David J. Eck

(Ph.D. in Mathematics, Brandeis University, 1980)

Department of Mathematics and Computer Science
Hobart and William Smith Colleges
Geneva, New York 14456

E-mail:  eck@hws.edu

Courses That I Taught

(I retired from teaching at the end of 2022.)

Here is a list of courses I have taught, including syllabi from many past terms.

Here is a complete list of all the Honors projects and Independent Studies
that I supervised over my years at Hobart and William Smith Colleges.

And here are some links to web sites from the most recent versions of some of my courses, including assignments and solutions to those assignments:

Free On-Line Java Text

The first programming course at Hobart and William Smith Colleges covers the Java programming language. Since we started teaching Java in 1996, the textbook for the course has been various versions of a free on-line Java textbook that I wrote for the course. The most recent version, Version 9, was released in May 2022. It requires Java 17 or later, and it comes in two editions, one using JavaFX for GUI programming and one using Swing. The two editions can be found at

JavaFX Ediion: https://math.hws.edu/javanotes/

Swing Ediion: https://math.hws.edu/javanotes-swing/

Older versions of the book are also available; see the Preface for links.

The textbook is an introduction to programming and also an introduction to Java directed towards people who do not have any background in programming. You can use it on-line or download a copy for use on your own computer. PDF and print versions are also available. Links can be found at the bottoms of the web pages linked above.

Free Computer Graphics Textbook

An introductory computer graphics textbook, available for use on-line. There are also links on the front page for downloading the web-site version or a PDF version. This book was used in my Computer Graphics course in Fall 2015, Fall 2017, and Fall 2021. Version 1.4 is new in August 2023; it adds a new chapter on WebGPU.

The prerequisite for the book is two semesters of computer programming in Java, C/C++, or JavaScript, including a basic knowledge of data structures, objects, and object-oriented programming. It covers core concepts from 2D graphics in Java, JavaScript, and SVG; 3D graphics with old-fashioned OpenGL 1.1; the three.js JavaScript library for 3D Web graphics; WebGL, the version of OpenGL for the Web; and WebGPU, a newer API for Web graphics. There is an appendix with short introductions to the essential features of Java, C, and JavaScript. See the Preface for more information. The book is available at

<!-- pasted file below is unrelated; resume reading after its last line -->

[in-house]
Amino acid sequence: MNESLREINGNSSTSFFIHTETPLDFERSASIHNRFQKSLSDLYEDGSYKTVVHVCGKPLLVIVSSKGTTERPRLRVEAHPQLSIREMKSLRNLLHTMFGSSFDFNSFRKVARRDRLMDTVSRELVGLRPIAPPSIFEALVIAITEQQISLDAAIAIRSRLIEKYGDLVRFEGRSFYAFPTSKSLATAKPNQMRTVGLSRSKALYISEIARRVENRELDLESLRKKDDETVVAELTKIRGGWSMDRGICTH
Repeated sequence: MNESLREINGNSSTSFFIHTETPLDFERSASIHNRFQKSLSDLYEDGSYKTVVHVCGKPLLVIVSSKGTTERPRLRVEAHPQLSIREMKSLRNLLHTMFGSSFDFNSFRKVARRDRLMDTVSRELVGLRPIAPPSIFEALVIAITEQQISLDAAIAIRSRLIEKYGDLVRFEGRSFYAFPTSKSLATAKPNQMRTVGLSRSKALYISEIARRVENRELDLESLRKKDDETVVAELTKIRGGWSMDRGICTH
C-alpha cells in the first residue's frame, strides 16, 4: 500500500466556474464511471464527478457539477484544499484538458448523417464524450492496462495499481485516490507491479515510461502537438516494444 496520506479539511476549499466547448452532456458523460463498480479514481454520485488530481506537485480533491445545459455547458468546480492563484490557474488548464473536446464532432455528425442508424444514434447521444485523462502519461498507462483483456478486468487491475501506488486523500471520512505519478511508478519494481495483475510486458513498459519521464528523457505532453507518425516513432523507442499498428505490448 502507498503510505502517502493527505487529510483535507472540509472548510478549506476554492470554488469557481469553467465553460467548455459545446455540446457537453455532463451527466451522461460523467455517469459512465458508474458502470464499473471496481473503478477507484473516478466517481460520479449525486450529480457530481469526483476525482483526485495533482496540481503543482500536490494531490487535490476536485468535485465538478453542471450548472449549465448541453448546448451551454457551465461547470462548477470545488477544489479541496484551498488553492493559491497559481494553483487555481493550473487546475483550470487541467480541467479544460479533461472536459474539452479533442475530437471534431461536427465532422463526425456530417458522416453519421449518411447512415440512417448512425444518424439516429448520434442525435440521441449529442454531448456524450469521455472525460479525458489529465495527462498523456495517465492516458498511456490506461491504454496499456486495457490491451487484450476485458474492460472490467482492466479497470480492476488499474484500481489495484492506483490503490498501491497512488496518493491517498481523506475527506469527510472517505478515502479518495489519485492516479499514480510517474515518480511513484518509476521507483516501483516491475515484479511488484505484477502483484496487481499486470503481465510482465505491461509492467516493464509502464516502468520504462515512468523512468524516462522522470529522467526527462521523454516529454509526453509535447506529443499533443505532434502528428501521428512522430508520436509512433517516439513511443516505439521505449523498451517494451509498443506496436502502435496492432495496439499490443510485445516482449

Some Web Apps, written in JavaScript

For many years, I wrote small web applications as Java applets. However, applets are no longer supported in web browsers. A more modern alternative to Java Applets is to write web applications in JavaScript, which is well-supported in all modern browsers. (Note that Java and JavaScript are completely different languages, in spite of the names.) One of my projects for my sabbatical leave in Spring 2016 was to learn JavaScript better and to write some JavaScript Web apps. So far, I have ported some of my examples from Java to JavaScript, and added a few new apps that were written originally in JavaScript. The work that I have done so far is available on this page:

David Eck's JavaScript Page

Here are direct links to some of the more interesting examples:

The Mandelbrot set, in particular, is amazing. There is a large collection of images that are visualizations of pieces of that set. Click on any of the small images on that page to load that example into the Mandelbrot Viewer, where you can see a larger version of the image and explore it further.

Free CS Theory Textbook

CPSC 229: Foundations of Computer Science is an introductory course in theoretical computer science. It is a required course in the Computer Science major. For several years, the textbook in this course has been a set of notes written by Professor Carol Critchlow and me. This set of notes is now available for reading on-line or for downloading, at no charge. For more information and links to the PDF version of the book, see:


(A printed textbook can be ordered for the cost of reproduction from lulu.com.)

The Most Complex Machine

My introductory computer science textbook, The Most Complex Machine, was published in July, 1995. This book is no longer in print, but I have made a PDF available for free download. Although a lot of it is outdated, most of it is still valid and is still relevant. The book surveys several major areas of computer science, and was meant as a textbook for a first course in computer science or for self-studt. A review of in the April '96 issue of CHOICE magazine says that it is "Strongly recommended as a foundation for guided self-study for gifted high-school students, as well as non-computing majors." You can read more about it here.

I wrote several small programs for use with the book. The original programs were for Macinstosh computers. They were later translated to Java applets, which are unfortunately no longer usable. More recently, I have translated all of the programs in to web apps, which are still useful on their own. See xSortLabxTuringMachinexLogicCircuitsxComputerxModelsxTurtle,  and  xDataReps.

"The Innocent Eye Test" by Mark Tansey (1981)